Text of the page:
WIAA boys basketball: Pulaski defeats Wisconsin Lutheran 48-40 for D2 state title

WIAA boys basketball: Pulaski defeats Wisconsin Lutheran 48-40 for D2 state title


WIAA boys basketball: Pulaski defeats Wisconsin Lutheran 48-40 for D2 state title



The Pulaski boys basketball team beat Wisconsin Lutheran 48-40 in the WIAA Division 2 state championship at the Kohl Center on Saturday night, delivering a long-awaited team state title to a school that has been close at times in the past but never captured one.

The Red Raiders (24-4) labeled this a business trip before they arrived here, and they took care of it by the end. After winning the first tournament game in program history in a semifinal against defending state champion Onalaska on Friday it had lost its opener in both previous trips to state in 1975 and 1989 Pulaski finished the deal against a Vikings team that won a title in 2009.

Perhaps it was the senior leadership of a class that included University of Wisconsin-Milwaukee recruit Cody Wichmann and point guard Jordan Stiede. Maybe it was that this team long ago bought into a slow-it-down system brought in by fourth-year coach Dave Shaw that, while not always popular, has proven effective. Or maybe it was the community support the team has had from the start, evidenced by the 1,000 T-shirts they have sold to supporters with the “Yup” slogan that has become quite the rage in Pulaski.

Whatever it is, the Red Raiders finally are state champions.

“I don’t even think we have one (as a school),” Wichmann said. “It’s going to feel good to see that banner come down and get our rings. It’s just a great time for Pulaski.

“I mean, we had a lot of people here today. We had a sign that said the last one out of Pulaski, turn out the lights. Basically, our whole school and community is here. We love the support. We did it for them.”

They got to see Pulaski playing as well as it has at any point this season, with the stakes at their highest.

In a game in which Pulaski wanted to slow the tempo and Wisconsin Lutheran wanted to speed it up, it was the Red Raiders that dictated play on both sides of the ball throughout, grabbing the momentum early and never coming close to relinquishing it.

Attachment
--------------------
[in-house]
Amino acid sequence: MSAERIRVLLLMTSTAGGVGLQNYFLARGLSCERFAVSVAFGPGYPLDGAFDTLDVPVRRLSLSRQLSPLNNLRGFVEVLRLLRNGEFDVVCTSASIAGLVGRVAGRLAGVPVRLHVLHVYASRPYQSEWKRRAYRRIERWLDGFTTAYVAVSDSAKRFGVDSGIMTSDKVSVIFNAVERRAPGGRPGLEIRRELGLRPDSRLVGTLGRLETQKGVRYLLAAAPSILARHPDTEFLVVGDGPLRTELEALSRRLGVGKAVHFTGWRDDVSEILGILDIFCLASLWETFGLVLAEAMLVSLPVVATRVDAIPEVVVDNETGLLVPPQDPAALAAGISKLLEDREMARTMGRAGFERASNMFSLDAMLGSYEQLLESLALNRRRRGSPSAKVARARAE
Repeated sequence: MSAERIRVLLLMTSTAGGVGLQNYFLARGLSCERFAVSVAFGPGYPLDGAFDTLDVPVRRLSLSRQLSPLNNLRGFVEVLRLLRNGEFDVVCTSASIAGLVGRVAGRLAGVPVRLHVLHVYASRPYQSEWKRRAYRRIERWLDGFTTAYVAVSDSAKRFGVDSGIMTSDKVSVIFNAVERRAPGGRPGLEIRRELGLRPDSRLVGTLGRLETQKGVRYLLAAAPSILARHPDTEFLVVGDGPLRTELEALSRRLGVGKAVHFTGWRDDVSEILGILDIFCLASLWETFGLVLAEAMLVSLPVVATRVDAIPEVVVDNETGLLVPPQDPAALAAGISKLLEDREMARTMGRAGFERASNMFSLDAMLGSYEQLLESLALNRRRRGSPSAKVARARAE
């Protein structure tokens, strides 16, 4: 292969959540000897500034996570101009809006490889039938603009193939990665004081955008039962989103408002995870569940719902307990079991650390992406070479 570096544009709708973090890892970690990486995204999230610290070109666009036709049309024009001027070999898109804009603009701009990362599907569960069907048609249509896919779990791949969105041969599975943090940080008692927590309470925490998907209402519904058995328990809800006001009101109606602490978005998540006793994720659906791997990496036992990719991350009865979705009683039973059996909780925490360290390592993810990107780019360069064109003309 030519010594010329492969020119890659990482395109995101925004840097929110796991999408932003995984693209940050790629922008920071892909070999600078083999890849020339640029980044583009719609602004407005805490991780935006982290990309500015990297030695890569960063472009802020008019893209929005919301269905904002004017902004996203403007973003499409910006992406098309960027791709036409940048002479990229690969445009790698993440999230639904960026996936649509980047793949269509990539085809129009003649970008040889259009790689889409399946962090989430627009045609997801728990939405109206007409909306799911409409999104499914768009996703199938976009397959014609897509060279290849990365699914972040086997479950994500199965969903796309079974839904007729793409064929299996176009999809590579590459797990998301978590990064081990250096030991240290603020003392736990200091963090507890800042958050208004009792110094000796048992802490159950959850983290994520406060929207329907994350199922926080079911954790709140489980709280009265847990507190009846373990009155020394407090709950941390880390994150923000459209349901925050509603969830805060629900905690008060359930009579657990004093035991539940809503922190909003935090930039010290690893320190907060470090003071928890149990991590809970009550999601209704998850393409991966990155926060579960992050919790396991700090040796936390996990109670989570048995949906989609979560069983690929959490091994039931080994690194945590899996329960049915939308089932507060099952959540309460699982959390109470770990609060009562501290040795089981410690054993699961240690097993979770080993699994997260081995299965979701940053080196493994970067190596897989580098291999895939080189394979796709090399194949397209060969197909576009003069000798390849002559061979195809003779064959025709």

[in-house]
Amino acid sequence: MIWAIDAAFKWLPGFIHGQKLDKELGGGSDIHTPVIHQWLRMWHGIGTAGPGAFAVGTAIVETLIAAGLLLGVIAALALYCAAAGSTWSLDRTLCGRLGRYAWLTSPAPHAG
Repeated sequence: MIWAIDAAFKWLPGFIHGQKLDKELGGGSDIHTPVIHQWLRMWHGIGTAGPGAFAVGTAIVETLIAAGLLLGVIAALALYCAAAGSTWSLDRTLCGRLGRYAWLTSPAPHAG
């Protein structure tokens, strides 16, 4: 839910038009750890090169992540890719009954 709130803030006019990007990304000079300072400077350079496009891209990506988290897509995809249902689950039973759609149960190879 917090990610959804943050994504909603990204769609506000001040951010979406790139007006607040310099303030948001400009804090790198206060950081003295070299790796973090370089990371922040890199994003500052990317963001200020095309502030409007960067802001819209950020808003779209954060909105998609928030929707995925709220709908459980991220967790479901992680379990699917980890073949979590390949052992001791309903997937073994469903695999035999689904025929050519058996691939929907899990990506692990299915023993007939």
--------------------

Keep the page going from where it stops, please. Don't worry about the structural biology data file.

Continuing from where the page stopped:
Pulaski shot a staggering 61.5 percent from the field (16-for-26), scored 30 points in the paint and held the Vikings to a season-low in points. It mostly played its 1-3-1 zone defense before going to its 2-3 in the fourth quarter when Wisconsin Lutheran tried to make a final run.

The Red Raiders used a little bit of every defense in their arsenal throughout their tournament run, using only man in a sectional semifinal against Seymour, mixing man and the 1-3-1 against Grafton in a sectional championship and doing the same against Onalaska.

“I think over the course of our 26 games, when we have been in this position, as other teams are when they are up, they are able to control,” Shaw said. “They have a lot of experience in that situation over the years and have come through most times.

“I was very confident that we were able to make the plays that we needed to do, and get the stops we needed and really dictate tempo. I have all the confidence in these guys to make things happen, and they did.”

Wichmann, meanwhile, finished with a game-high 17 points and added five rebounds, four assists and three steals while playing all 32 minutes. He perhaps helped put the game away at the end of the third quarter, when he hit a 3-pointer with 43 seconds remaining and then made a layup off a steal just 21 seconds later to give Pulaski a comfortable 31-20 lead entering the fourth.

“The game is never over,” Wichmann said. “But, yeah, I kind of felt like it was going to go our way.”

The Vikings (22-6) cut their deficit to five points late in the game, but four free throws by Wichmann in the final 22 seconds sealed the deal and delivered the gold ball to Pulaski.

“Right now in the moment, you are still almost in the game mode focusing on what happened,” said junior guard Luke Van Lanen, who scored 13 points. “In a couple days, it’s going to feel amazing. Not only for the team, but the whole town of Pulaski.”


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